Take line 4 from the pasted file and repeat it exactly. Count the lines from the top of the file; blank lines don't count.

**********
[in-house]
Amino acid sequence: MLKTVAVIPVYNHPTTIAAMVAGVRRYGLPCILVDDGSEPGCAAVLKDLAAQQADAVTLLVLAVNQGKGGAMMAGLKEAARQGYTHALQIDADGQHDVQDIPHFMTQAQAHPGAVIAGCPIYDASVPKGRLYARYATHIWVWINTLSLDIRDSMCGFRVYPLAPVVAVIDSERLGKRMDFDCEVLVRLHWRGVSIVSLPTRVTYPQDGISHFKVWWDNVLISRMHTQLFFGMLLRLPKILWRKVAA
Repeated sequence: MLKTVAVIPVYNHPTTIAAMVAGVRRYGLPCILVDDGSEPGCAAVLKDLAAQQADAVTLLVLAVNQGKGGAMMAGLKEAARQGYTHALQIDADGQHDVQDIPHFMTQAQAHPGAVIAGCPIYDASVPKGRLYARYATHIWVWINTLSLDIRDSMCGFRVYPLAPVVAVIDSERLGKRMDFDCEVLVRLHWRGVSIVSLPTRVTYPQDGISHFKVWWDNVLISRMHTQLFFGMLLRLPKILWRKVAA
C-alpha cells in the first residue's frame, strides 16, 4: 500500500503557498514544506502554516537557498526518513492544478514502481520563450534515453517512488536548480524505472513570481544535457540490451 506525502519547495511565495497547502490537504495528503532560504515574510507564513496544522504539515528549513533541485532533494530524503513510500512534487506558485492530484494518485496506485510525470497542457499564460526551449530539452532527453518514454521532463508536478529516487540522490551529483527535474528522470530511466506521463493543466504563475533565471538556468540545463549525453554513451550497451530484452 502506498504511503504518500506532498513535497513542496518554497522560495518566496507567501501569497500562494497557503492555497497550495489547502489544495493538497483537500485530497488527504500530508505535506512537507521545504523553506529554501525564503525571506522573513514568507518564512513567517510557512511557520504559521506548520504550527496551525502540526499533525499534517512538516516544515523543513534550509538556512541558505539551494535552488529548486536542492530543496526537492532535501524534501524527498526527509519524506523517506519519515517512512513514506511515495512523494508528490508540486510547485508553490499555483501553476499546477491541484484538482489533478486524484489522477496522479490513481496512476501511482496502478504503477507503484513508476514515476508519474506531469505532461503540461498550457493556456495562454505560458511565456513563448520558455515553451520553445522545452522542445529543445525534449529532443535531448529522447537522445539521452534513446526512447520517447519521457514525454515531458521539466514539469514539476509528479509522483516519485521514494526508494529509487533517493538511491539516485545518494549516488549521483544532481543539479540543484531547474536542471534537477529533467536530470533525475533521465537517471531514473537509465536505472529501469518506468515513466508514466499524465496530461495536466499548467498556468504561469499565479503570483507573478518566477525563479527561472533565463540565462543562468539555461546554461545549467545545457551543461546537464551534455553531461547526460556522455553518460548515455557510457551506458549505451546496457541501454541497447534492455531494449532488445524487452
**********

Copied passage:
C-alpha cells in the first residue's frame, strides 16, 4: 500500500503557498514544506502554516537557498526518513492544478514502481520563450534515453517512488536548480524505472513570481544535457540490451 506525502519547495511565495497547502490537504495528503532560504515574510507564513496544522504539515528549513533541485532533494530524503513510500512534487506558485492530484494518485496506485510525470497542457499564460526551449530539452532527453518514454521532463508536478529516487540522490551529483527535474528522470530511466506521463493543466504563475533565471538556468540545463549525453554513451550497451530484452 502506498504511503504518500506532498513535497513542496518554497522560495518566496507567501501569497500562494497557503492555497497550495489547502489544495493538497483537500485530497488527504500530508505535506512537507521545504523553506529554501525564503525571506522573513514568507518564512513567517510557512511557520504559521506548520504550527496551525502540526499533525499534517512538516516544515523543513534550509538556512541558505539551494535552488529548486536542492530543496526537492532535501524534501524527498526527509519524506523517506519519515517512512513514506511515495512523494508528490508540486510547485508553490499555483501553476499546477491541484484538482489533478486524484489522477496522479490513481496512476501511482496502478504503477507503484513508476514515476508519474506531469505532461503540461498550457493556456495562454505560458511565456513563448520558455515553451520553445522545452522542445529543445525534449529532443535531448529522447537522445539521452534513446526512447520517447519521457514525454515531458521539466514539469514539476509528479509522483516519485521514494526508494529509487533517493538511491539516485545518494549516488549521483544532481543539479540543484531547474536542471534537477529533467536530470533525475533521465537517471531514473537509465536505472529501469518506468515513466508514466499524465496530461495536466499548467498556468504561469499565479503570483507573478518566477525563479527561472533565463540565462543562468539555461546554461545549467545545457551543461546537464551534455553531461547526460556522455553518460548515455557510457551506458549505451546496457541501454541497447534492455531494449532488445524487452